My rating: 4 of 5 stars
Sweden, for a relatively small country, occupies a rather large role in global discussions. It is held up as either an example of statist groupthink or an ecological utopia. Swedes themselves would never call it a utopia but they would also unquestionably say the world would be a better place if everywhere else was more like Sweden (just with better weather).
In this highly readable book, journalist Dominic Hinde takes you on a journey around modern Sweden and tells you how it came to be the way that it is. Hinde uses the backdrop of Scotland’s bid for independence to show why the Nordic model is both a good example but not one that is easily imported. Having lived in Sweden for the past eight years I found that I recognised not just the places but the descriptions and the feelings that Hinde evokes and that sense of match gave the book credibility. I also learnt a lot of things that I’d not previously picked up – about why there’s no minimum wage in Sweden but low-skilled jobs are still well paid, about why feminists see Sweden as a job only half-done, that Swedish newspapers get public funding, about how much money one iron mine makes, about a town in Shanghai designed to look like a Swedish town and why Swedish houses are warmer than British ones.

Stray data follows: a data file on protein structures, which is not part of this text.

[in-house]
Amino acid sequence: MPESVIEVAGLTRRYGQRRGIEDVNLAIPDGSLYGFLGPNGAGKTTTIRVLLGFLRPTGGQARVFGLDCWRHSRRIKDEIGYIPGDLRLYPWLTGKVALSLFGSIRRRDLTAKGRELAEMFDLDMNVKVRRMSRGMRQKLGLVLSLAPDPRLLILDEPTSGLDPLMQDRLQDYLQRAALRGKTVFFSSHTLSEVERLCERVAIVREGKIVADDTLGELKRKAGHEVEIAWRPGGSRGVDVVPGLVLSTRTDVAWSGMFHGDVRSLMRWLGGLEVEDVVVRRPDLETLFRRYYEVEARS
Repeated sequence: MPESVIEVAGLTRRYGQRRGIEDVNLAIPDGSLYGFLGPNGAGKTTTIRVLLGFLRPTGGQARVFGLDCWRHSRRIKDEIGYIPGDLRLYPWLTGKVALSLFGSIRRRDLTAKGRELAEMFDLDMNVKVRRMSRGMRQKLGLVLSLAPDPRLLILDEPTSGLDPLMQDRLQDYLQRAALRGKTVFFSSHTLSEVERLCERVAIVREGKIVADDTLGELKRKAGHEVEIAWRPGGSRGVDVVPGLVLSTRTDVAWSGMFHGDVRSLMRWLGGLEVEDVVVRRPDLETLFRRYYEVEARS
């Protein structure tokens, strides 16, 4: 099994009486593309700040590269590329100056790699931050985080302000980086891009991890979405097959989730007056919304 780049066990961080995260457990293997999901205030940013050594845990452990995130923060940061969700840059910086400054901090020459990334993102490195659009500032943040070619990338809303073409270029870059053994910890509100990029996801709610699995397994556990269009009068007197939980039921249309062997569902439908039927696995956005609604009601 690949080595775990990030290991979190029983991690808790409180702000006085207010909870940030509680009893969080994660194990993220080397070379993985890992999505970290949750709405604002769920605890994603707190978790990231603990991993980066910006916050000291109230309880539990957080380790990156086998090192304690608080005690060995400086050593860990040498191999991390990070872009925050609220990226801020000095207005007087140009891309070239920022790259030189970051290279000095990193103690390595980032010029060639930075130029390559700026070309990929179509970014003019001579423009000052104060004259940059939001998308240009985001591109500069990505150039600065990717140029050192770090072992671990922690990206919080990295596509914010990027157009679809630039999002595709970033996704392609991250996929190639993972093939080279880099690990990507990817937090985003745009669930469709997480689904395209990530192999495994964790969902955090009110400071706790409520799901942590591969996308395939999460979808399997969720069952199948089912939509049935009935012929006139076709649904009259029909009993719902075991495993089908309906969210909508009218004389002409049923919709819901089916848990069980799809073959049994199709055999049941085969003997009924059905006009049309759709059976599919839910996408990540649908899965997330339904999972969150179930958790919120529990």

There are enough good insights in a short book that I’d say it is one of the most useful books to read if you were thinking of moving to live in Sweden but as with all books it has its biases. It’s not surprising that Hinde has no time for the right and the Sweden Democrats (no-one officially does) but he is also clearly no fan of the centre-right either. For example in a chapter called The Moderate Utopia, the political reforms introduced by the centre-right Prime Minister Fredrik Reinfeldt and his finance minister Anders Borg are presented through the analysis of a single voice from the left. No alternative view or explanation is offered.
Hinde does a good job of explaining the unique solutions that Sweden found to solving problems and also explaining why they might not work for everyone or for that much longer into the future. Sweden is a relatively small but rich consumer-based country and is subject to the winds of globalization, it is not, entirely, the master of its own destiny.
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